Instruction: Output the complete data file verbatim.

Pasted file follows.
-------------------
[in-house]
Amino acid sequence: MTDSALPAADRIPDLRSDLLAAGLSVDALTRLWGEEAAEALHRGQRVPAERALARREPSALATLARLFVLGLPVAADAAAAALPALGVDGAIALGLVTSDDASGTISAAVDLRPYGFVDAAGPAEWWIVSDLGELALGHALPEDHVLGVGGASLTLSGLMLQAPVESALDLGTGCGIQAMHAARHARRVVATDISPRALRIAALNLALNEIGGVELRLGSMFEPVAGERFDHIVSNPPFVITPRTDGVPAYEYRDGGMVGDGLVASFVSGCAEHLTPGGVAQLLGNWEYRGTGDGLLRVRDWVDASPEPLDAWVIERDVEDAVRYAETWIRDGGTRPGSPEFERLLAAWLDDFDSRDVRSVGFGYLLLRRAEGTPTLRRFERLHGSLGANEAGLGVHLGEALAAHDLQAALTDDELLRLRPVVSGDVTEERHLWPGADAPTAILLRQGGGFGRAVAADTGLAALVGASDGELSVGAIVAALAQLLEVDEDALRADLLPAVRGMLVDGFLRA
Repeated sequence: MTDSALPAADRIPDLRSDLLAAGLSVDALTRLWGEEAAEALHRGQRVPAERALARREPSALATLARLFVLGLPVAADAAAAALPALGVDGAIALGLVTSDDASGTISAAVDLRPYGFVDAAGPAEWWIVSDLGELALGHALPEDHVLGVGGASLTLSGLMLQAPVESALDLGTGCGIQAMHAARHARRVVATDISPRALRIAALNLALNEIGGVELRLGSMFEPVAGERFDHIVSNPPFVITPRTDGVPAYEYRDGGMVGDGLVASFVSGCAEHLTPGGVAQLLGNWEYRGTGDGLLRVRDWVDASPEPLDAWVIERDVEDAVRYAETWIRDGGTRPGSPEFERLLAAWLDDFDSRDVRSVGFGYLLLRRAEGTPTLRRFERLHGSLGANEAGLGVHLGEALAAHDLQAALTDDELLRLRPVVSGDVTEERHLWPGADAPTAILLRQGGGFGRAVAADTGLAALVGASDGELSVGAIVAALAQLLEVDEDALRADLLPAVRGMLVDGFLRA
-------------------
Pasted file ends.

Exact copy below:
[in-house]
Amino acid sequence: MTDSALPAADRIPDLRSDLLAAGLSVDALTRLWGEEAAEALHRGQRVPAERALARREPSALATLARLFVLGLPVAADAAAAALPALGVDGAIALGLVTSDDASGTISAAVDLRPYGFVDAAGPAEWWIVSDLGELALGHALPEDHVLGVGGASLTLSGLMLQAPVESALDLGTGCGIQAMHAARHARRVVATDISPRALRIAALNLALNEIGGVELRLGSMFEPVAGERFDHIVSNPPFVITPRTDGVPAYEYRDGGMVGDGLVASFVSGCAEHLTPGGVAQLLGNWEYRGTGDGLLRVRDWVDASPEPLDAWVIERDVEDAVRYAETWIRDGGTRPGSPEFERLLAAWLDDFDSRDVRSVGFGYLLLRRAEGTPTLRRFERLHGSLGANEAGLGVHLGEALAAHDLQAALTDDELLRLRPVVSGDVTEERHLWPGADAPTAILLRQGGGFGRAVAADTGLAALVGASDGELSVGAIVAALAQLLEVDEDALRADLLPAVRGMLVDGFLRA
Repeated sequence: MTDSALPAADRIPDLRSDLLAAGLSVDALTRLWGEEAAEALHRGQRVPAERALARREPSALATLARLFVLGLPVAADAAAAALPALGVDGAIALGLVTSDDASGTISAAVDLRPYGFVDAAGPAEWWIVSDLGELALGHALPEDHVLGVGGASLTLSGLMLQAPVESALDLGTGCGIQAMHAARHARRVVATDISPRALRIAALNLALNEIGGVELRLGSMFEPVAGERFDHIVSNPPFVITPRTDGVPAYEYRDGGMVGDGLVASFVSGCAEHLTPGGVAQLLGNWEYRGTGDGLLRVRDWVDASPEPLDAWVIERDVEDAVRYAETWIRDGGTRPGSPEFERLLAAWLDDFDSRDVRSVGFGYLLLRRAEGTPTLRRFERLHGSLGANEAGLGVHLGEALAAHDLQAALTDDELLRLRPVVSGDVTEERHLWPGADAPTAILLRQGGGFGRAVAADTGLAALVGASDGELSVGAIVAALAQLLEVDEDALRADLLPAVRGMLVDGFLRA